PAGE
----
Fearful attitudes toward ventriloquism may be fascinating as well as frightening. Ventriloquism as metaphor for certain cultural absurdities, demonstrates both comedic and frightening aspects that have been attributed to the unhoused voice. Dumbstruck is a masterful distillation of such organised phenomenon. In modern entertainment, a speech act, while over the course of history, ventriloquism, speaks from a complex logic of its own. It expresses its own form of logic to the world around it. Dumbstruck, has a treasured place on my library shelf. I found it well written. It tells the tale of voices that might have otherwise remained silent.
8 of 13 people found the following review helpful
5.0 out of 5 stars cultural ventriloquism suddenly verrrry interesting 11 Oct. 2004
By Scout - Published on
Format:Hardcover|Verified Purchase
I enjoyed this text, recommended by a colleague, for other reasons, but thought of it immediately when the possibility of George W. Bush's use of a wire and "ear" during the first debate with John Kerry began to surface on the internet in the last day or so. Talk about the "vocalic uncanny"! Is "wiregate" merely(!) a part of the trend of increasing technological possibilities for problematizing the relation between voice and body?

Are you talking to me?

Is this thing on?

Steven Connor should write the next chapter. Meanwhile, read his deft connections and analysis of diverse phenomena associated with "cultural ventriloquism" and think about the (allleged) voice in our president's ear, and what that does to the (alleged) significance of his speech as he (allegedly) addresses the citizenry.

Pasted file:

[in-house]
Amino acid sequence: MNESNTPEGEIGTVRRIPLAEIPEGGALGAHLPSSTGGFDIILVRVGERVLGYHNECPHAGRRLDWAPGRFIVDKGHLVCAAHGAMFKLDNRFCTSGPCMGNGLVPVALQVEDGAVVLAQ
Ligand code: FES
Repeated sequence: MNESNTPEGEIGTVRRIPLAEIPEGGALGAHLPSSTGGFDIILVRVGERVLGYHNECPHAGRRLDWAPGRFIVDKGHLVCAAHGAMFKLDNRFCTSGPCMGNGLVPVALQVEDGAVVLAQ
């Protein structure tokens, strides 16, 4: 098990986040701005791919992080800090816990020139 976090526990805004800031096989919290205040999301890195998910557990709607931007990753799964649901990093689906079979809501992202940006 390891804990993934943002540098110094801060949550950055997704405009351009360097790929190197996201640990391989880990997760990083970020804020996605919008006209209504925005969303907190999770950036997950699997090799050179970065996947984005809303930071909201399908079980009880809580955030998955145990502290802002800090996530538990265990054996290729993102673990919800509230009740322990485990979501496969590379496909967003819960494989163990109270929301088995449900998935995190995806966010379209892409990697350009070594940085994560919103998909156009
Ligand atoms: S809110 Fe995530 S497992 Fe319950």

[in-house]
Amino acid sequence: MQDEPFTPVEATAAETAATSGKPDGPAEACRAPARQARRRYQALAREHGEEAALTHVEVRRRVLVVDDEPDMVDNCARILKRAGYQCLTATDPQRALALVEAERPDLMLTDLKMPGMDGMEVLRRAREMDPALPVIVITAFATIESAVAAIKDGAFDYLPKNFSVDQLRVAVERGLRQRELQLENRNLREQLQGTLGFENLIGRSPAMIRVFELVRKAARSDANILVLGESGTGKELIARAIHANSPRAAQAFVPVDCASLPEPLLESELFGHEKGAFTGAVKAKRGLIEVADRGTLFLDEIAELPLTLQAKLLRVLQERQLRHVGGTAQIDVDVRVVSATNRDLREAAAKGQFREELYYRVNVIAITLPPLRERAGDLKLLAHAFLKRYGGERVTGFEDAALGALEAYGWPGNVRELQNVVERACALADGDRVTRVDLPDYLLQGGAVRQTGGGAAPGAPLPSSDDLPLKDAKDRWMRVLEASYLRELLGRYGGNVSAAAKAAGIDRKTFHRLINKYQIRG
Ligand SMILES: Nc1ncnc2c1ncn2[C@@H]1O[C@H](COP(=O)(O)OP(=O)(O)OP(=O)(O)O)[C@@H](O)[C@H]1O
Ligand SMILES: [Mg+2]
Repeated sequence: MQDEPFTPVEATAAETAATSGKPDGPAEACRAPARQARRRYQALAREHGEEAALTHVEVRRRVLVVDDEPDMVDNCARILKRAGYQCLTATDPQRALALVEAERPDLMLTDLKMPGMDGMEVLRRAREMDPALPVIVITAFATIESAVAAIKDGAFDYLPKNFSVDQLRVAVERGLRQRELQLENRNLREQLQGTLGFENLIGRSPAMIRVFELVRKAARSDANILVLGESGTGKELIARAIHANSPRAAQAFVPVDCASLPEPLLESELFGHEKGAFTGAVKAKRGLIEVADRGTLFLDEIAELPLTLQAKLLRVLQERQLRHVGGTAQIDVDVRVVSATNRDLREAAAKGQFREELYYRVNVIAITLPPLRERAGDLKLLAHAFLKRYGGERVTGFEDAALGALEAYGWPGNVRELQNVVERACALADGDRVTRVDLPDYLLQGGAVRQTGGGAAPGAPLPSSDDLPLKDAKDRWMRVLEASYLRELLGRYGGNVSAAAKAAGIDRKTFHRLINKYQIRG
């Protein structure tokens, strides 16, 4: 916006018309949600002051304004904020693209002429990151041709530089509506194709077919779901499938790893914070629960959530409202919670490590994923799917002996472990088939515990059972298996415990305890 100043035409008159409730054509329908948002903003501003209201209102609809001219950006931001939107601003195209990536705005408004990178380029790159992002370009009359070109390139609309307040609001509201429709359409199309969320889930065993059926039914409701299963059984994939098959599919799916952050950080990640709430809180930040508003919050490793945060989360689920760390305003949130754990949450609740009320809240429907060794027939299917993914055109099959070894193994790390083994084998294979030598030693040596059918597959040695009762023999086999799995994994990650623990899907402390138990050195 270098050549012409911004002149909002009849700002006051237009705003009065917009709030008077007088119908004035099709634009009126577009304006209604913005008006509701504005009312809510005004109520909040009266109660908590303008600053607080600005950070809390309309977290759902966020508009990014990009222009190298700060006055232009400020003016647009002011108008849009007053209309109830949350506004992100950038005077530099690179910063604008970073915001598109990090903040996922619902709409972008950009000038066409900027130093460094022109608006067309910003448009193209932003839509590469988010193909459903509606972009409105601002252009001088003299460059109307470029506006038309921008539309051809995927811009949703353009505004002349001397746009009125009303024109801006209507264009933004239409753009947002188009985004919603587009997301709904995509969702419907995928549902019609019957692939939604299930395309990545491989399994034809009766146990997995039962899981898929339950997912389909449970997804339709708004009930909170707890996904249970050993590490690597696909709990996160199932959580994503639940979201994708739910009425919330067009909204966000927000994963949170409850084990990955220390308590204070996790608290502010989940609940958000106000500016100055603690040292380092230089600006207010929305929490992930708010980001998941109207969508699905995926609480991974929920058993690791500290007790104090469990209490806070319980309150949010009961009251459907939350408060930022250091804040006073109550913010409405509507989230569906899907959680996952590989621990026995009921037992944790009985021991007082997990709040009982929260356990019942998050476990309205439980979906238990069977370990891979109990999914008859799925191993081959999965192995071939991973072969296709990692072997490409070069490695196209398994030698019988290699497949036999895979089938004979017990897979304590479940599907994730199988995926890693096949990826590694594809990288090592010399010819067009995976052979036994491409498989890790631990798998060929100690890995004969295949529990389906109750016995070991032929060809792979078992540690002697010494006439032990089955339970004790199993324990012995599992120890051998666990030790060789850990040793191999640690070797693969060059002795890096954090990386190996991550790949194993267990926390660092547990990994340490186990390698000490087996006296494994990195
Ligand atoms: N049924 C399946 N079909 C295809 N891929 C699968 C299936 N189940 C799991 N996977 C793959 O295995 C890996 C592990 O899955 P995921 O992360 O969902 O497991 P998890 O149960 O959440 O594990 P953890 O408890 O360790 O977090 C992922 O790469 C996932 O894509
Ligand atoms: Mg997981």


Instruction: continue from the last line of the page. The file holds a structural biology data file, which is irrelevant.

Is ventriloquism more acceptable if we are in on the trick?

Are we in on this (alleged) trick, anyway? I mean, we all know how packaged and predicted and rehearsed the responses to the questions posed in the debates are anyway--but a line has been (allegedly) crossed here, and that's the line Connor's book charts. Good stuff, and timely.
7 of 38 people found the following review helpful
1.0 out of 5 stars HUH? 7 July 2005
By Trivia Girl - Published on
This book is an example of psuedo-intellectual overthinking of the highest order. It's dense, wordy and unreadable in every way. Why would any writer spend what appears to be LOTS of time and energy on this of all subjects: Ventriloquism's effect on CULTURE?!

The resultant product amounts to little more than an uninteresting mess.

Skip it.